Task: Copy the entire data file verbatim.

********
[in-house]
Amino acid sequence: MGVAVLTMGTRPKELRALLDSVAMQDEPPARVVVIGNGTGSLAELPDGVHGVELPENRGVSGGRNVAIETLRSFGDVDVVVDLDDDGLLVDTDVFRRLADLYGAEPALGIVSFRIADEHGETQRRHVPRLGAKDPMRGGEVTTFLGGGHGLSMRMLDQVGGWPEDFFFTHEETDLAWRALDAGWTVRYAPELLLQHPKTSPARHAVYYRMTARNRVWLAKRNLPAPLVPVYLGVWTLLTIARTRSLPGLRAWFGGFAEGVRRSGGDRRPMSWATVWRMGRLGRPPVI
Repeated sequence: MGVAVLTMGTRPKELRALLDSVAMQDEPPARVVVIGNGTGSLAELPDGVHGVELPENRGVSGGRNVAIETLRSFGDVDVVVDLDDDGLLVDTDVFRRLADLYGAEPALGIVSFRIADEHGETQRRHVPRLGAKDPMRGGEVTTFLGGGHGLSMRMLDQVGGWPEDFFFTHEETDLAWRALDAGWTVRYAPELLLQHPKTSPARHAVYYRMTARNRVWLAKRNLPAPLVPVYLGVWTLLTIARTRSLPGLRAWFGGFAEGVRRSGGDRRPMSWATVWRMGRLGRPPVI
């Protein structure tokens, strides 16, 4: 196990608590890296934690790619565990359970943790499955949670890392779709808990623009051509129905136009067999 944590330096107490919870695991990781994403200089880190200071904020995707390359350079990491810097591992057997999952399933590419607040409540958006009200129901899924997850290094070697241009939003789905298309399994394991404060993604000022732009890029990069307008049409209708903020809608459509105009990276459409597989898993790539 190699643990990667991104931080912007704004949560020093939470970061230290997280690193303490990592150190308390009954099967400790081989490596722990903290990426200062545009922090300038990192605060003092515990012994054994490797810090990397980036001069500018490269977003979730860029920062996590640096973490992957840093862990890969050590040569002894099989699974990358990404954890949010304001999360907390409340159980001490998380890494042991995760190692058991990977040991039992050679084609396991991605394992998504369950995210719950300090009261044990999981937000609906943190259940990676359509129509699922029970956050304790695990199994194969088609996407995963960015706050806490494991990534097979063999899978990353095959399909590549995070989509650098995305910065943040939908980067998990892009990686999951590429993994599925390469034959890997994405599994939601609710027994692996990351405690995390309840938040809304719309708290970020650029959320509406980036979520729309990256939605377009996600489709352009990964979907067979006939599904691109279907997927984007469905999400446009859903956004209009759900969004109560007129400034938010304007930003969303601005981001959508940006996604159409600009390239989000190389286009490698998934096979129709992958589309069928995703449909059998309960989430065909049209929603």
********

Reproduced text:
[in-house]
Amino acid sequence: MGVAVLTMGTRPKELRALLDSVAMQDEPPARVVVIGNGTGSLAELPDGVHGVELPENRGVSGGRNVAIETLRSFGDVDVVVDLDDDGLLVDTDVFRRLADLYGAEPALGIVSFRIADEHGETQRRHVPRLGAKDPMRGGEVTTFLGGGHGLSMRMLDQVGGWPEDFFFTHEETDLAWRALDAGWTVRYAPELLLQHPKTSPARHAVYYRMTARNRVWLAKRNLPAPLVPVYLGVWTLLTIARTRSLPGLRAWFGGFAEGVRRSGGDRRPMSWATVWRMGRLGRPPVI
Repeated sequence: MGVAVLTMGTRPKELRALLDSVAMQDEPPARVVVIGNGTGSLAELPDGVHGVELPENRGVSGGRNVAIETLRSFGDVDVVVDLDDDGLLVDTDVFRRLADLYGAEPALGIVSFRIADEHGETQRRHVPRLGAKDPMRGGEVTTFLGGGHGLSMRMLDQVGGWPEDFFFTHEETDLAWRALDAGWTVRYAPELLLQHPKTSPARHAVYYRMTARNRVWLAKRNLPAPLVPVYLGVWTLLTIARTRSLPGLRAWFGGFAEGVRRSGGDRRPMSWATVWRMGRLGRPPVI
């Protein structure tokens, strides 16, 4: 196990608590890296934690790619565990359970943790499955949670890392779709808990623009051509129905136009067999 944590330096107490919870695991990781994403200089880190200071904020995707390359350079990491810097591992057997999952399933590419607040409540958006009200129901899924997850290094070697241009939003789905298309399994394991404060993604000022732009890029990069307008049409209708903020809608459509105009990276459409597989898993790539 190699643990990667991104931080912007704004949560020093939470970061230290997280690193303490990592150190308390009954099967400790081989490596722990903290990426200062545009922090300038990192605060003092515990012994054994490797810090990397980036001069500018490269977003979730860029920062996590640096973490992957840093862990890969050590040569002894099989699974990358990404954890949010304001999360907390409340159980001490998380890494042991995760190692058991990977040991039992050679084609396991991605394992998504369950995210719950300090009261044990999981937000609906943190259940990676359509129509699922029970956050304790695990199994194969088609996407995963960015706050806490494991990534097979063999899978990353095959399909590549995070989509650098995305910065943040939908980067998990892009990686999951590429993994599925390469034959890997994405599994939601609710027994692996990351405690995390309840938040809304719309708290970020650029959320509406980036979520729309990256939605377009996600489709352009990964979907067979006939599904691109279907997927984007469905999400446009859903956004209009759900969004109560007129400034938010304007930003969303601005981001959508940006996604159409600009390239989000190389286009490698998934096979129709992958589309069928995703449909059998309960989430065909049209929603």